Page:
vaccinations and hygiene advice

60% of travelers return home with some changes or confusion. “In the vast majority of cases, these are minor problems, such as problems with the gastrointestinal tract or some skin diseases, but in the case of people who visit tropical regions, 10% of people need medical attention upon their return,” explains Rogelio López Vélez, head of the Department of Tropical Medicine at the Ramon y Cajal Medical Hospital.

To avoid the incidence of this type of disease, the specialist recalls that the traveler must request medical consultation before travel. “Ideally, there should be about six weeks and at least four weeks before departure, but it is always preferable to go for a consultation, even on the eve of the trip, than not to do so,” emphasizes José Ramón de Juanes, head of preventive medicine at Doce de Octubre Hospital in Madrid.

The General Council of Nursing recommends contacting International Traveler Assistance, as in many cases special vaccinations or updates already received are required. There, in addition, they will also receive advice adapted to the respective destination.

Thanks to these consultations, the traveler ensures the necessary vaccinations, treatment to prevent malariaif necessary, basic first aid kit And hygiene advice which you must follow while in risk areas.

De Juanes, who is also coordinator of the Vaccine Committee of the Spanish Society for Preventive Medicine, Public Health and Hygiene, has published a book Trips abroad. General recommendations and vaccinationsthe first guide to these characteristics in Spanish, which contains useful information for the traveler and the doctor.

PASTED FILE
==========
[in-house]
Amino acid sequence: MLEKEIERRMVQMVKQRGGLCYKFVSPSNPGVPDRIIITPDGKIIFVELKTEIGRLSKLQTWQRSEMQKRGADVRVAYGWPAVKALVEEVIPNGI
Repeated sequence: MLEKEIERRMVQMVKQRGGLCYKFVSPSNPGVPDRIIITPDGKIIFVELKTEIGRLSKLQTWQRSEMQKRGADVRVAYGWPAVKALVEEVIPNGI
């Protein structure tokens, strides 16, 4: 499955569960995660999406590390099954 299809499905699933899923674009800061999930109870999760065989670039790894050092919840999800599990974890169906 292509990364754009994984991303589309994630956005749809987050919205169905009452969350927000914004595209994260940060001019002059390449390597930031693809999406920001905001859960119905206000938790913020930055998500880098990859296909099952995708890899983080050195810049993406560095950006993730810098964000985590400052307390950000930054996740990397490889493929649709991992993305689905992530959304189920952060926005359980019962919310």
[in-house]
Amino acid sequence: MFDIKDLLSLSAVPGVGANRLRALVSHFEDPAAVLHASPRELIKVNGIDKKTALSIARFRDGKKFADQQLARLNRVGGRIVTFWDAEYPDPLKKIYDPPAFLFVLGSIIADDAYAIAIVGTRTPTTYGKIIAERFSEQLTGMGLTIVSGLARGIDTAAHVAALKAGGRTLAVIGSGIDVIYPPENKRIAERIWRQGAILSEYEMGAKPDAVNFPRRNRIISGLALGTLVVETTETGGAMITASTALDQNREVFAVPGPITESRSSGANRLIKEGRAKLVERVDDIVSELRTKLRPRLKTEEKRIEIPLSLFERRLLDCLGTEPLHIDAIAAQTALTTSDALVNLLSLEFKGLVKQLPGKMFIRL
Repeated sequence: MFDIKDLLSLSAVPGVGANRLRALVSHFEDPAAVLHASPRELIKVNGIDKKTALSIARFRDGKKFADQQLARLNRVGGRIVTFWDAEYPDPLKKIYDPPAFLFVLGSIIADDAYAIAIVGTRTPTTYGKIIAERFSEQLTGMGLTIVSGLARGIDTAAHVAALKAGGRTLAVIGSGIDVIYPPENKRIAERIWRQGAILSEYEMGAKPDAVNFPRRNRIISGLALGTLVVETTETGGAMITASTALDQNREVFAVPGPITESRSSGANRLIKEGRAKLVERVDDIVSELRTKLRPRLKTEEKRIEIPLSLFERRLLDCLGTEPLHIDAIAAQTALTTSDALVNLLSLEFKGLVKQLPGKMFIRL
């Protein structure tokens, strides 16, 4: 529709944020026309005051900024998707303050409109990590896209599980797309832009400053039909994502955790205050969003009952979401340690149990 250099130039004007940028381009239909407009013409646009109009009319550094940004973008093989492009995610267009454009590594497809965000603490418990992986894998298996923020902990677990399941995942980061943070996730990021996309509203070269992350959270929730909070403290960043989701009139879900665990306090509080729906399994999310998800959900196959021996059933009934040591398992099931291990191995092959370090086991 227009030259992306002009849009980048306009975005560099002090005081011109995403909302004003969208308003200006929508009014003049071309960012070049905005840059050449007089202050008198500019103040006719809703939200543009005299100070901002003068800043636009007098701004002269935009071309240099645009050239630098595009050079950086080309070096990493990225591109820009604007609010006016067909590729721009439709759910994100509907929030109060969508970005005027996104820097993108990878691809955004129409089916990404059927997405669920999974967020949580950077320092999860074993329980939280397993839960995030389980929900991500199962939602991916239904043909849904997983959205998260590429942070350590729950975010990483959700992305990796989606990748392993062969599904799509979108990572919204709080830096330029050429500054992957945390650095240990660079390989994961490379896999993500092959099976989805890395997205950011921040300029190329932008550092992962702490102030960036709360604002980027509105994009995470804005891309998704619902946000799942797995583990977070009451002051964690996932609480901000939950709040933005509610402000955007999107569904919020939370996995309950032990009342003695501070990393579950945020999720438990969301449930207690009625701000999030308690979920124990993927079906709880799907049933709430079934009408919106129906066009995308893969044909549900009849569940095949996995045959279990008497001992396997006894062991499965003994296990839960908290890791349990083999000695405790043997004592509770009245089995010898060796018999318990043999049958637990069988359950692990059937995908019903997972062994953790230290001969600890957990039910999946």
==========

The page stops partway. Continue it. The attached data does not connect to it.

pathologies that more often attack the traveler They can be grouped into four categories:

  • Diarrhea: traveler’s diarrhea This is a banal gastrointestinal complication that disappears with proper nutrition and within a few days.
  • febrile syndromes: they cover a very wide range of illnesses that can range from the common cold to dangerous malaria or malaria.
  • Respiratory infections: conditions such as chronic cough, bronchitis or sinusitis.
  • Dermatological: infections, allergyinsect bites.

Ice cubes

Of all these pathologies, the most damaging to travel, although not serious, is the so-called traveler’s diarrhea. Basic precautions, such as drinking bottled water at all times, avoiding ice cubes in soft drinks, or not using running water to brush your teeth or hands, are especially important to prevent the disorder. “In any case, even staying in a five-star hotel hard to avoid. In fact, 7 percent of American tourists who come to Paris are known to get infected diarrhea and we are talking about a country with all guarantees of hygiene,” explains Rogelio López.

What really worries experts is the possibility of contracting diseases such as malaria, yellow fever or one hepatitis. And to avoid it, it is necessary to resort to vaccinations or, in the case of malaria, to prophylactic (prophylactic) treatments.

Last year, 187 cases of imported malaria reported in the Madrid region alone. “The problem is that a traveler goes to travel agencies and gets information about travel packages, prices, recreational opportunities, but does not advise you to see a doctor,” says Dr. De Juanes.

Be careful with the “last minute”